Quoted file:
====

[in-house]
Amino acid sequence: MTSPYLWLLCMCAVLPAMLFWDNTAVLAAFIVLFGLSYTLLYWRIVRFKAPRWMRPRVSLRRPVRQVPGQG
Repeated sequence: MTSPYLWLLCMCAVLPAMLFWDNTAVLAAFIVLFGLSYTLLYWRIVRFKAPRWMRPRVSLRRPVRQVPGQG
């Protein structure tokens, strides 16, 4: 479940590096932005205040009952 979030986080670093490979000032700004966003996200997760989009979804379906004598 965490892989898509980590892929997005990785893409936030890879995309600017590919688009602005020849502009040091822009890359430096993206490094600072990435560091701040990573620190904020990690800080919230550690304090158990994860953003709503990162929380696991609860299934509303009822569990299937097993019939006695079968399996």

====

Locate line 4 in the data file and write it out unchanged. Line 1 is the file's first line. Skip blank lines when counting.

């Protein structure tokens, strides 16, 4: 479940590096932005205040009952 979030986080670093490979000032700004966003996200997760989009979804379906004598 965490892989898509980590892929997005990785893409936030890879995309600017590919688009602005020849502009040091822009890359430096993206490094600072990435560091701040990573620190904020990690800080919230550690304090158990994860953003709503990162929380696991609860299934509303009822569990299937097993019939006695079968399996």